It was another emigre from the north of Italy who ended up having the greatest influence on the revival of violin making in Tuscany: Valentino De Zorzi. Born in Vittorio Veneto (Treviso) in 1837, De Zorzi had a rather eventful life before settling in Florence in 1885, where he set up shop in via del Corso, in the heart of the city. A volunteer in the army of Giuseppe Garibaldi, he fought for the independence of Italy; he then worked in Bologna after 1861 as a carpenter for the army and in 1880 moved to Pistoia (a town about 40 km west of Florence), where he began working as a blacksmith and cabinet maker. At the same time he also must have dabbled in violin making, presumably as an amateur. It is unclear whether he had contact with the workshop of Scarampella, and a comparison of the instruments of these two contemporaries – one a foreign-trained, refined master, partial to a revised Guarneri model; the other a self-taught but spirited maker poised to revive the lost, old Tuscan traditions – reveals two diametrically opposed styles and personalities.
De Zorzi was probably self-taught, though he received encouragement to undertake this career from a wealthy local collector, Count Vieri Ganucci Cancellieri, who provided him with ample opportunity to study his 18th-century instruments, especially those of the Tuscan school. This is probably why he adopted many traits associated with the old Tuscan school. Though his models are by no means overt Stainer copies, they also avoid direct quotes from either Stradivari or Guarneri. Instead they are a unique blend of the above influences, resulting in a very recognizable style.
The earliest-known instrument by De Zorzi: a viola made in Pistoia in 1880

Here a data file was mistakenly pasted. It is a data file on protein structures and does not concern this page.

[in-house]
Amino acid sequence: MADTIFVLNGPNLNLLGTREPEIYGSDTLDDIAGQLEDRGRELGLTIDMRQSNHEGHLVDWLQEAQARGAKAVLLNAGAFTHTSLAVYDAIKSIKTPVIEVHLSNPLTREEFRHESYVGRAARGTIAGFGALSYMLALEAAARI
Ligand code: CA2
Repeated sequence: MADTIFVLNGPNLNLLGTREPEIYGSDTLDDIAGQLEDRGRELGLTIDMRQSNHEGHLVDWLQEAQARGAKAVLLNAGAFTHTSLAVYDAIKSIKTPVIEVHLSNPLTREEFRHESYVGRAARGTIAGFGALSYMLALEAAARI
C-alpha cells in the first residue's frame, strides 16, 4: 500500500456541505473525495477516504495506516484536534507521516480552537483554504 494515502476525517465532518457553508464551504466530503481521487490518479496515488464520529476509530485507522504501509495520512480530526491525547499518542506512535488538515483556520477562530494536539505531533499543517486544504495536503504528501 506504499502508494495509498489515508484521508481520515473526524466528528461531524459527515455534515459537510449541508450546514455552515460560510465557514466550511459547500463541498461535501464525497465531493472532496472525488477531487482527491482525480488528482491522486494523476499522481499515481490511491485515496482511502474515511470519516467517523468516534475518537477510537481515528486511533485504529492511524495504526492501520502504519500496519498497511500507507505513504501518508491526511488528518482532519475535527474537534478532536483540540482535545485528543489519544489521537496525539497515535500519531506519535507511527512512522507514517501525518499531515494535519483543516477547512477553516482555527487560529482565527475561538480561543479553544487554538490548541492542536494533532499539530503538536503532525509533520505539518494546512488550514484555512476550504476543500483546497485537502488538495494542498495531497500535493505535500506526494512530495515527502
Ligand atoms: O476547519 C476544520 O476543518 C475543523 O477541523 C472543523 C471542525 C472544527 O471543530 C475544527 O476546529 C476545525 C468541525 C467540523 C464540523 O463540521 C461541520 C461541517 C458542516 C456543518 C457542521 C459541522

De Zorzi’s first known instrument is a viola dating from 1880. It is already an expertly executed effort, suggesting that he was by then a reasonably experienced violin maker. The viola exhibits the main characteristics of the style that remained constant throughout his production: the ‘framed’ brands inspired by those of Gabrielli and Gragnani, affixed at different points of the instrument (on the back button, near the end button, on the table under the fingerboard, internally on the back, the table and the upper blocks); the deep channeling with its lowest point set several millimeters from the purfling; elongated, thin corners, pointing inwards towards the C-bouts; rather long f-holes, with normally unfluted lower wings (though exceptions exist); raised edges in the upper part of the beautifully round and deeply cut scrolls (perhaps a tribute to the Veneto school of Eugenio Degani); the neck that enters deeply into the upper block; relatively non-transparent, spirit varnish, tending towards brown hues, though at times it can be lighter and more luminous, reminiscent of the varnishes of Gabrielli. The wood used by De Zorzi is almost always of local origin (from the Appennine hills), with maple characterized by faint curl, although sometimes we find wood from the tree roots, with its deep and very irregular figure.